A Florida man who pleaded guilty to a hate crime involving a deadly weapon against Black teenagers has received a sentence of probation and 300 hours of community service. As part of his court-mandated requirements, he must verbally apologize for his actions on Martin Luther King Jr. Day in 2019 and acknowledge the hurt caused by his derogatory remarks towards the minors.
The 55-year-old white businessman, captured on cellphone video, verbally abused the teenagers with racial slurs while brandishing a gun from his van window. The incident occurred during a gathering of young cyclists protesting affordable housing loss and gun violence, known as the “Wheels Up, Guns Down” demonstration, predominantly attended by young Black males, Miami Times reports.
After reaching a plea deal with Miami-Dade County prosecutors, the defendant, Mark Bartlett, has been sentenced to 10 years of probation. The victims’ attorney, Marwan Porter, commended Bartlett for taking responsibility for his abhorrent behavior while emphasizing the severity of his conduct. The victims, Deante Joseph and Kidanys Cruz appreciated Bartlett’s acknowledgment and hoped for genuine remorse.
In the recorded videos, Bartlett can be seen using racial epithets and aiming his firearm at the minors, even when aware of bystanders capturing the incident. He claimed that his actions were in defense of his girlfriend, who was engaged in a verbal altercation with the group after requesting them to move due to an alleged foot injury.
Originally charged with carrying a concealed firearm, Bartlett ultimately pleaded guilty to five counts, including aggravated assault with prejudice. The plea agreement entails extensive community service, anger management classes, racial sensitivity training with the NAACP, and a 10-year firearm possession ban. Additionally, Bartlett is prohibited from contacting the victims and was required to offer a verbal apology in court, emphasizing the negative impact of his derogatory slurs on the victims, CBS News 10 reports.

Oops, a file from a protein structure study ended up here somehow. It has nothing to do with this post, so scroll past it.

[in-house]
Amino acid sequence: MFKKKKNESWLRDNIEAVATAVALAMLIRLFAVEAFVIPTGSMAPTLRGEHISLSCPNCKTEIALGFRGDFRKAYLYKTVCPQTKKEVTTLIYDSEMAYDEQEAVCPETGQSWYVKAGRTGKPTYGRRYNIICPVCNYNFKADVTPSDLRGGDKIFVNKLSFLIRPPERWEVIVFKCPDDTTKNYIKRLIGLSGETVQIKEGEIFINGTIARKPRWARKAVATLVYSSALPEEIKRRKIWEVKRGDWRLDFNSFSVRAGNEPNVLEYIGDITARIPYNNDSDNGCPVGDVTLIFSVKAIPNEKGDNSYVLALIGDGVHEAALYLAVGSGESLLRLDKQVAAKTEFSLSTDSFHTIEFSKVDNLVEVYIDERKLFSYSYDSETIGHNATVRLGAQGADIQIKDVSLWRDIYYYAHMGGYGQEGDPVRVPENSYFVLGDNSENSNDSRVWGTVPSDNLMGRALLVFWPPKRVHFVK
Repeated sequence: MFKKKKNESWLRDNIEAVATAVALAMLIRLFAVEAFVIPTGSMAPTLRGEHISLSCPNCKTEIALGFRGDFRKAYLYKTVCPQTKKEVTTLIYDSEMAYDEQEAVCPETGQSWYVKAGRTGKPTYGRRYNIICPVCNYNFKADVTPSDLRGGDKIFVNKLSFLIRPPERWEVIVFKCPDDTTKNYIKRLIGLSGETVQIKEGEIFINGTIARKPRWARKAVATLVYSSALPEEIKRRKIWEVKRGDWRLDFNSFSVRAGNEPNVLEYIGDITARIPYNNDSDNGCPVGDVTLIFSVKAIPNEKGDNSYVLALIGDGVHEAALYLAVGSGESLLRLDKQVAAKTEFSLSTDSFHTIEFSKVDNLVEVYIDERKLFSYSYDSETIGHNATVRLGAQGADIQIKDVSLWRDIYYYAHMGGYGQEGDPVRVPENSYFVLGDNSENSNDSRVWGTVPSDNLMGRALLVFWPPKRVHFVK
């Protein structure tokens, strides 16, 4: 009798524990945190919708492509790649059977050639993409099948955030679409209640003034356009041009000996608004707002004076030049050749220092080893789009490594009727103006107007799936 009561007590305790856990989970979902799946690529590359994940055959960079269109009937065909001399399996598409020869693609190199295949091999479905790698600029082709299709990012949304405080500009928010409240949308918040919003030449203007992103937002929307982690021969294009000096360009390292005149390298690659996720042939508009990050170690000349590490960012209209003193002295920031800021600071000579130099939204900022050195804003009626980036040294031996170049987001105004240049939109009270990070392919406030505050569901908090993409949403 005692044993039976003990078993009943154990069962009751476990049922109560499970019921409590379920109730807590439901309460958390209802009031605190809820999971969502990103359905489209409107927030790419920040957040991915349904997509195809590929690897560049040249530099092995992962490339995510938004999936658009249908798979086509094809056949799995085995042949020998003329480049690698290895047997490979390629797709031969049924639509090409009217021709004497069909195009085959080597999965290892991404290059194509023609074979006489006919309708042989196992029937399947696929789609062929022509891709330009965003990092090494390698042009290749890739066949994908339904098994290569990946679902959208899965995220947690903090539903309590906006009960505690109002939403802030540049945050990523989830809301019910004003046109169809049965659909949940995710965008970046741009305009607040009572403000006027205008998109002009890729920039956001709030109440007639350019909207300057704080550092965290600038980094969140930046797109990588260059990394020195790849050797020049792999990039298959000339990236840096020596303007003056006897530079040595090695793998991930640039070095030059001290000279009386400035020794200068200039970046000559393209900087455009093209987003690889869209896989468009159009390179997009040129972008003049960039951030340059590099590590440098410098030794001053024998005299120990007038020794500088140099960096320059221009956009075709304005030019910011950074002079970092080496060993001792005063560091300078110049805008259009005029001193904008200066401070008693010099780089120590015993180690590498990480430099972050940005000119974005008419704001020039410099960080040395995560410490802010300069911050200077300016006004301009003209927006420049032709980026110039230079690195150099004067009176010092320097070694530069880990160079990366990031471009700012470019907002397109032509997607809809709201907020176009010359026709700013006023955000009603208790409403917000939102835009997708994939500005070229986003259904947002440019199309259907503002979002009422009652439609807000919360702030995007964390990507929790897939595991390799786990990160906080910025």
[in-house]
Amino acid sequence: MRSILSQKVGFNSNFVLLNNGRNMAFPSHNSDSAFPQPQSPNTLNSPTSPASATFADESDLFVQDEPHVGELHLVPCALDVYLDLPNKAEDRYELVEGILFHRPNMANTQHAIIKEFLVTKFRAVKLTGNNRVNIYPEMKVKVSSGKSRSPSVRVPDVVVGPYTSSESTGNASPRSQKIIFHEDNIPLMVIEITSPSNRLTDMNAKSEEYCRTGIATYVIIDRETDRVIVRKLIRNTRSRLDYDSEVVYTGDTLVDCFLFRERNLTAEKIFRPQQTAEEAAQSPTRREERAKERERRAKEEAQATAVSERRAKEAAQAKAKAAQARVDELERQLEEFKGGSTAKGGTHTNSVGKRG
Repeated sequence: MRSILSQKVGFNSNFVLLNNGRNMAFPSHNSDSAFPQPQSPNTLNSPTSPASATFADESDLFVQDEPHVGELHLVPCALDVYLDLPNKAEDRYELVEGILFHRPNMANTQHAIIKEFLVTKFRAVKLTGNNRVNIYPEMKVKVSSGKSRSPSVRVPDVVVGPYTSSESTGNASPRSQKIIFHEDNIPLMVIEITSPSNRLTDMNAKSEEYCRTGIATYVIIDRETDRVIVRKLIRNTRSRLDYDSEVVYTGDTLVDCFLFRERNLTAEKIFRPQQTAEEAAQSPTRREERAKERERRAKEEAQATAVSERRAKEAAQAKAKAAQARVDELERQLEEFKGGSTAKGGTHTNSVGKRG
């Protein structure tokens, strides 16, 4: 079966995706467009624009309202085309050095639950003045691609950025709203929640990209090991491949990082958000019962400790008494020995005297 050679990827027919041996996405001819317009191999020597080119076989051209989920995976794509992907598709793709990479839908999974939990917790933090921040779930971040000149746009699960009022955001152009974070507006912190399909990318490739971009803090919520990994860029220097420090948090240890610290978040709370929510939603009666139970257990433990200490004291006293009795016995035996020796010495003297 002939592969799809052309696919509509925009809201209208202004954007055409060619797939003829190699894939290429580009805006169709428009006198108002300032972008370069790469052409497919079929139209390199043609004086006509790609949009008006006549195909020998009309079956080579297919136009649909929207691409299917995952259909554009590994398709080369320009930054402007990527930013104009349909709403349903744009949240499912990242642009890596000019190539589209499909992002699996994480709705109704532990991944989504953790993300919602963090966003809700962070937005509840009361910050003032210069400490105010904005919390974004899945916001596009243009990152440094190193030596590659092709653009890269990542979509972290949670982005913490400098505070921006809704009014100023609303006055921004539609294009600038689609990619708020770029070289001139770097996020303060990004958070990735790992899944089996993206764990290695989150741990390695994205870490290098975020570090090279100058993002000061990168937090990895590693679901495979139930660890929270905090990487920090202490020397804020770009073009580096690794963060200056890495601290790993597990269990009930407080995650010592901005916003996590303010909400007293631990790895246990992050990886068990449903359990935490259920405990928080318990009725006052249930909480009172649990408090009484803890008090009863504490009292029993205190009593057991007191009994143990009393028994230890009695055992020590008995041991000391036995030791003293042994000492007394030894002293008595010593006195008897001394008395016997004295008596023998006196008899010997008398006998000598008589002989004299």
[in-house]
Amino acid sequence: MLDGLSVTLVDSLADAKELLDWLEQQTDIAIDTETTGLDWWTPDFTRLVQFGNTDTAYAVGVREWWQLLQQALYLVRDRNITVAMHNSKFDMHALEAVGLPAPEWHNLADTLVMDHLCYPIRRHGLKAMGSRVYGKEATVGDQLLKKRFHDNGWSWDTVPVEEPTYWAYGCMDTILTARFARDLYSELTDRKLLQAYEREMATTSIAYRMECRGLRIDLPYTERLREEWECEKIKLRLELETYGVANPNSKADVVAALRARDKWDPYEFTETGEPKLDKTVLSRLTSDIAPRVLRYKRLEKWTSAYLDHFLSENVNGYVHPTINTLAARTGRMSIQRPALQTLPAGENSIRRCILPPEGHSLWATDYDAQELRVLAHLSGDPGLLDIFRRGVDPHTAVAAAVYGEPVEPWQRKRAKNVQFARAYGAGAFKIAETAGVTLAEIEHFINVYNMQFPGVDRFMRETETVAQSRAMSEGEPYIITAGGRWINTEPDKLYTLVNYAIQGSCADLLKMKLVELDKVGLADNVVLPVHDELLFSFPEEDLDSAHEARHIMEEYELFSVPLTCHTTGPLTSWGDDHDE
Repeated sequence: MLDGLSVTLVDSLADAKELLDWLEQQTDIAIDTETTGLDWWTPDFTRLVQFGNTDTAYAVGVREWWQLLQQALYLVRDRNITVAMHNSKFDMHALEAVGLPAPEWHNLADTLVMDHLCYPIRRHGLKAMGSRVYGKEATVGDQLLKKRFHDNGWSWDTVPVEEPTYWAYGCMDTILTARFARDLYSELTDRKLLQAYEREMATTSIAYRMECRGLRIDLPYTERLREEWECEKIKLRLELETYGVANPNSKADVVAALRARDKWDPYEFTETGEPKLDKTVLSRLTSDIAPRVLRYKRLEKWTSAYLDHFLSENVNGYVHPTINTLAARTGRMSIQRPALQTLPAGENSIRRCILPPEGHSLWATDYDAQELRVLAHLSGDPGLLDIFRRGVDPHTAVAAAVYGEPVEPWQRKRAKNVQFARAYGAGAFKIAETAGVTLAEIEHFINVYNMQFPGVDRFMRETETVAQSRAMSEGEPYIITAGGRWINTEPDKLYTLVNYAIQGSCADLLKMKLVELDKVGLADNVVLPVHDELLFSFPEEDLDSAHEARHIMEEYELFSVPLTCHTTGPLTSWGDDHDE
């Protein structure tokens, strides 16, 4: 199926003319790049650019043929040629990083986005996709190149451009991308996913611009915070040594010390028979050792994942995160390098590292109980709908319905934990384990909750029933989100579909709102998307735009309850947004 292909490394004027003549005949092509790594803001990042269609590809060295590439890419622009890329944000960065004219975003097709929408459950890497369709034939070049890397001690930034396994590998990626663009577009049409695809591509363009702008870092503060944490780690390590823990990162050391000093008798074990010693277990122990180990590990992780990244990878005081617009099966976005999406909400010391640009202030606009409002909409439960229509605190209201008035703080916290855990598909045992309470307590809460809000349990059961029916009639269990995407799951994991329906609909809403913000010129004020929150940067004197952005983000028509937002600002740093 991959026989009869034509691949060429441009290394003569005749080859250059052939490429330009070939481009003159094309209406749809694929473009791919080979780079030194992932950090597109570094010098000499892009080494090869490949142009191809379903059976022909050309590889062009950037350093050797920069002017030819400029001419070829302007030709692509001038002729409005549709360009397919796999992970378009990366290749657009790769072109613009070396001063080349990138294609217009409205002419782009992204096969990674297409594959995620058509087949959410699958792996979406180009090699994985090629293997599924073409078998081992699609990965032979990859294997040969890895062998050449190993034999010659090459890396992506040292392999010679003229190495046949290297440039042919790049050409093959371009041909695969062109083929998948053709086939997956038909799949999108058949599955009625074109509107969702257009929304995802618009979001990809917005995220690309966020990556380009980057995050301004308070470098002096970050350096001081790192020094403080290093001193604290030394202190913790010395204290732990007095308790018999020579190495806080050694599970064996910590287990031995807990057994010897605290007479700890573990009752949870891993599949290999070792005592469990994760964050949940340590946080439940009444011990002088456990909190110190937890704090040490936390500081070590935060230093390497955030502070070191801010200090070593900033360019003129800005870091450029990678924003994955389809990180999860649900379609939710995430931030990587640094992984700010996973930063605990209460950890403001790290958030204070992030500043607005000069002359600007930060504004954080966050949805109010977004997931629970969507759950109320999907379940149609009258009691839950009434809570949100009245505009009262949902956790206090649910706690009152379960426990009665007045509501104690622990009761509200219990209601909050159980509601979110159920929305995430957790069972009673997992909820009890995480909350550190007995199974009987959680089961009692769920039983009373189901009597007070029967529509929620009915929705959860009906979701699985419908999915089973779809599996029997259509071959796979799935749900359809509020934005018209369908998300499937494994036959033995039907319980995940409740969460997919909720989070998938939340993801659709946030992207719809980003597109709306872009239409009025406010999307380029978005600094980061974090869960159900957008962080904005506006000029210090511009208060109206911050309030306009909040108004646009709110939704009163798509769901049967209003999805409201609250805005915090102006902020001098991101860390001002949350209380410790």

During the apology, Bartlett acknowledged his wrongdoing and expressed remorse for the pain caused. Both Joseph and Cruz were present to hear his statement. Joseph, however, expressed dissatisfaction with the outcome, believing that Bartlett should have faced more severe consequences.
Judge Alberto Milian granted Bartlett a withhold of adjudication, sparing him a formal conviction that could have resulted in a prison term of up to 55 years. However, if Bartlett fails to fulfill the terms of the plea agreement, the possibility of over five decades in prison remains.
The case highlights the message that bigotry and racism will not be tolerated. While acknowledging Bartlett’s apology, attorney Porter emphasized the victims’ acceptance and the sincerity of the apology. With the sentencing complete, Bartlett will resume his life with minimal interruptions, although he will require permission from his probation officer for certain travel purposes.